By Alejandra Loera
By Adam Lovinus
By Gustavo Arellano
By Nate Jackson
By Marcus Alan Goldberg
By Reyan Ali
By Gustavo Arellano
By Nate Jackson
Photo by Tenaya HillsThe Orange County Music Awards
Galaxy Concert Theater
Saturday, March 27
You know the Orange County Music Awards has truly made a mark when the event starts attracting protestors. And there they were Saturday night out in front of the Galaxy, members of publicity-starved makeup-laden, cartoon metal band Fifi Larue (Gene Simmons, call your copyright attorney!), waving signs and carrying on, ostensibly about the Galaxy's pre-sell ticket policy regarding local bands, which they (Fifi Larue) don't think is fair. This topic pops up from time to time, though we don't think Fifi Larue was necessarily the right act to raise a fuss about it. Seems lead singer Fifi—that would be the one in the bad KISS makeup—had more of a beef with OCMA co-founder Martin Brown, whom he claimed had banned him from performing at the venue. Brown denies it, but whatever: we will say this: when Fifi got into a debate with a pro-Martin Brown passerby, and Fifi realized he was losing the argument, he bizarrely threatened to call the cops and have his sparring partner arrested for obstructing his free-speech rights! Dude: we've heard your band, and if anyone should be locked up for civil-rights abuses, it's you and your crappy band.
Where were we? Awards! This third edition of the OCMAs was the best yet, with more awards, more bands, more drunken revelry, better pacing (only 25 minutes behind schedule instead of an hour!) and from what we could tell, far fewer people than in previous years walking out as soon as their category winner was announced.
It didn't start out with such promise: last year's Best Country winner Darenda Owens offered the sort of bland pop that's pretty much ruined the genre for good. "Someone said OC was the next Seattle," chimed host Alison Everman, "but after that, I'm thinking Nashville." Gee—we sure weren't.
From there, it was the usual mix of good and much-less-than, as is anything over which we don't have complete control. Best Male Performer (tee-hee!) trophy went to Tyrone Wells, who blurted out, "I might be the only white guy with this name!" The Best High School Band award went to Prizm—from our old La Habra hood!—who later turned in the evening's most crowd-rousing, standing-O performance, even though to us it just showed what some kids can steal off Dad's old Iron Maiden LPs. The tune from 2003 Best Indie victors Afterfall, which came across like bad Queensryche, left us happy that bands were allowed only one song this year. Best Live Male Acoustic went to a shaggy gent who calls himself The White Buffalo, who got one of the biggest ovations of the evening when, after several long-winded acceptance speeches, he stepped to the mic, offered a simple "Thanks," and left.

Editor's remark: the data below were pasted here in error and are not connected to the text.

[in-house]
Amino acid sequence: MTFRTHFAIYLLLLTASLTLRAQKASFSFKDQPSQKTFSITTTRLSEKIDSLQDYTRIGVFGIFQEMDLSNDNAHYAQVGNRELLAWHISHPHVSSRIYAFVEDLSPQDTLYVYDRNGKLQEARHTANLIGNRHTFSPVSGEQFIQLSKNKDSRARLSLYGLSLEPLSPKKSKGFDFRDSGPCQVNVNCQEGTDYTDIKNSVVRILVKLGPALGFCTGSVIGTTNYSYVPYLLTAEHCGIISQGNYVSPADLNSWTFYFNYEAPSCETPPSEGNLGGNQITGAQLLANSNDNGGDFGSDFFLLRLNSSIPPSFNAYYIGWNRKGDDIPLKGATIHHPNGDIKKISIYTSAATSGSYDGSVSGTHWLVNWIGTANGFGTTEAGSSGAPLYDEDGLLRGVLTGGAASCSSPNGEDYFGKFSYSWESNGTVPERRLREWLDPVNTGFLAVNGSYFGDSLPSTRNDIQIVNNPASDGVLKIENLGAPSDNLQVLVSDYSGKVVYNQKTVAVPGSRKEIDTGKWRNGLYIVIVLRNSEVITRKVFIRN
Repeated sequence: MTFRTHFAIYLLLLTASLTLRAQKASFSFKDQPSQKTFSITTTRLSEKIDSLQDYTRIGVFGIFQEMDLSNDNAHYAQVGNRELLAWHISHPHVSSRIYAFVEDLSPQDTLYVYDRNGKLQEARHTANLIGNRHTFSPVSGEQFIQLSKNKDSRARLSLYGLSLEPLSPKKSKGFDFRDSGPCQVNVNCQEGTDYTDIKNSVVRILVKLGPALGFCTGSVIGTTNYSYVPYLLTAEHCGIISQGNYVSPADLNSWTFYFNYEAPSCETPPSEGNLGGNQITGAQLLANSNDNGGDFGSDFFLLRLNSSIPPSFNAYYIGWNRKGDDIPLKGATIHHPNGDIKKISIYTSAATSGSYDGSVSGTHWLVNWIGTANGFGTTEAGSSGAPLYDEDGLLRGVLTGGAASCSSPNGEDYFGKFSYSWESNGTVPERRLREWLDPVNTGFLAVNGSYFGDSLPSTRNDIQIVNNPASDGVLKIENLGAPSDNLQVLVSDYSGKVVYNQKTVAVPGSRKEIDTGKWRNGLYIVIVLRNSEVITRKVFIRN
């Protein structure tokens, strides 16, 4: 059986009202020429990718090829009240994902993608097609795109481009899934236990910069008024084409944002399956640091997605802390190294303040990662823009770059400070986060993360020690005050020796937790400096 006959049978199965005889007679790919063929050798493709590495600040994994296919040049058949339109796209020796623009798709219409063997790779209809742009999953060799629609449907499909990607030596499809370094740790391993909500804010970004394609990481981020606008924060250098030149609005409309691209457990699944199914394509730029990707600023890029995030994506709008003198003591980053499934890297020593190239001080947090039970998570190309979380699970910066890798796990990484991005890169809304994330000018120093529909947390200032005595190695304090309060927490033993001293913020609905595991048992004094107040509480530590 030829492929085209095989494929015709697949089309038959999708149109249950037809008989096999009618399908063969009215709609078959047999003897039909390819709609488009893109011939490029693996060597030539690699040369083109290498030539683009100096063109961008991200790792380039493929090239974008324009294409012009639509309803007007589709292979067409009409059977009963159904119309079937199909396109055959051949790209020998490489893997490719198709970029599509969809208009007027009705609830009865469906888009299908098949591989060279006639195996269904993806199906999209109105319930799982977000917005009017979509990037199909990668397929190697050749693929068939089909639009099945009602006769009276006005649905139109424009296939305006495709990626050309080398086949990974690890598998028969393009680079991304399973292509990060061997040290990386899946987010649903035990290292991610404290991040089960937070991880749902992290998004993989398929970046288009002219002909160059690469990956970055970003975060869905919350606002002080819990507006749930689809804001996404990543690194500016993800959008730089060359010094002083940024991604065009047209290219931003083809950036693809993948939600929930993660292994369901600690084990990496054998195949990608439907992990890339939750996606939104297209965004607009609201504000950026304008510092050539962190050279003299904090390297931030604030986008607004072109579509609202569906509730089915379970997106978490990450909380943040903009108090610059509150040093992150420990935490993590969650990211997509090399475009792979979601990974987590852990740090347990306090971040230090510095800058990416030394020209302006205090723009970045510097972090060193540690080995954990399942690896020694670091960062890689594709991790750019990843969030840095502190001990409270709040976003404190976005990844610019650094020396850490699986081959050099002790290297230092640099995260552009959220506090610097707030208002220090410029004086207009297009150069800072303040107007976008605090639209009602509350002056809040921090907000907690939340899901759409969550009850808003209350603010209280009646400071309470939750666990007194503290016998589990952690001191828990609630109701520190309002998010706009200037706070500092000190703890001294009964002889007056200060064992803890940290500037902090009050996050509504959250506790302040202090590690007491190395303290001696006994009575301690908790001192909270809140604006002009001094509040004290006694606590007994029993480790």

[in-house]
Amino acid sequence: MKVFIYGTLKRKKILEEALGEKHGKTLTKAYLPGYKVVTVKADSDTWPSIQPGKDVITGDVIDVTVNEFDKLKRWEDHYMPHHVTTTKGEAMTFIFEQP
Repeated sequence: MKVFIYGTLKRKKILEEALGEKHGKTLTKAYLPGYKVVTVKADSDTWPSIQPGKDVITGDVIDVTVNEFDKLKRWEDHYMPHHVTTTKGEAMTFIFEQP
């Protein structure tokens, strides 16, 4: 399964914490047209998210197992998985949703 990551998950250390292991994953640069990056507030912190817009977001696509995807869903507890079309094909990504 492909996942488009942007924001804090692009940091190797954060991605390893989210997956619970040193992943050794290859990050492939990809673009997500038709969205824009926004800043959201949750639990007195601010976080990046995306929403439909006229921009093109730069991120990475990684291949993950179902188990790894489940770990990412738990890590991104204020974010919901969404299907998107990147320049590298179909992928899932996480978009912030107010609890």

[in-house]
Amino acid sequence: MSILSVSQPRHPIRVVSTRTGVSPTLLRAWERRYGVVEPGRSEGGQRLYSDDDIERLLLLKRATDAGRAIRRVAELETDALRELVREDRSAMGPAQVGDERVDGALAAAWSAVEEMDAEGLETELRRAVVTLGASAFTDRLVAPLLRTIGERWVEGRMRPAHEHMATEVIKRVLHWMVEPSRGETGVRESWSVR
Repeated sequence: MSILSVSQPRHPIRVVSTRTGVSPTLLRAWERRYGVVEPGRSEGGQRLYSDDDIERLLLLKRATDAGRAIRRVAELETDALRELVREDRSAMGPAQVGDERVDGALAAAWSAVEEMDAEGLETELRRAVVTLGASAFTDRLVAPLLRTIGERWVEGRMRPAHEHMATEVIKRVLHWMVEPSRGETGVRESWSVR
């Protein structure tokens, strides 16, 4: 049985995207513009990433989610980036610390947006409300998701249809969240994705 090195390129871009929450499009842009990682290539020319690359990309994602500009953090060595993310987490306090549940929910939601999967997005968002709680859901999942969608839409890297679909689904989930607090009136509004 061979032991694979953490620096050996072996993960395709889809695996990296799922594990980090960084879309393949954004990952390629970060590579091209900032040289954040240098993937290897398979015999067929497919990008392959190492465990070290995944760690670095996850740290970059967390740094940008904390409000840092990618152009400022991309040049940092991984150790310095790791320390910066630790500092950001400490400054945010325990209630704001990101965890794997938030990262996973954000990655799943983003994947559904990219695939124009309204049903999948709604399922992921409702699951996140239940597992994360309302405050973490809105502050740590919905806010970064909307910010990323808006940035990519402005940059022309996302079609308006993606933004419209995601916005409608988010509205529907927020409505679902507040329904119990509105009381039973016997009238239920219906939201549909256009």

Sideswipe were their usual fantastic selves. They billed their performance as "the last Sideswipe performance ever," which bummed us out, but we were glad at least to witness it. Best Punk went to Grounded, who won our Biggest Balls Award when they got all Michael Moore at the podium and started going on an anti-Bush tangent, to a few scattered "screw you!" and "shut up!" catcalls (though there were definitely more people applauding them than booing, and not just Martin Brown, either). Acoustic picker Brook Lee's attempt to play with a string section was a good idea, but with tipsy crowd chatter fluttering about, it didn't play well (the tune's ending was beautiful in an "Astral Weeks" kind of way, though). Best rock winner Scarlet Crush's number left us wanting more, as usual, though the obnoxious mirror ball that spun throughout gave us a migraine. Presenter Riz Story of the band Anyone was introduced as "a successful filmmaker," though if you've seen the so-bad-it's-funny trailer for his flick Goloka—where a hot naked blond chick washes up on the beach of a deserted island without a scratch on her—you know that "successful" is very broadly defined.
Electronic band Channel wasted everybody's time setting up a video to accompany their performance, which turned out to be worse than wretched (Fifi Larue should've been protesting Channel). People we like won some awards, such as Natural Afrodisiac and the Helmut Stein Experience. The harp player in Blues BBQ was smokin'. Buchanan took forever setting up to play their OCMA-closing 40-minute set, but everyone who stuck around got to see a band that's clearly one of the two or three best in the country (that's country, not county). And every fourth person who won an award thanked God/The Almighty—who showed His/Her appreciation by not even bothering to show up. Actually, since Martin Brown is the one most responsible for the OCMAs, we've concluded that Brown is God, and that makes Fifi Larue . . . Satan! Let Armageddon commence!
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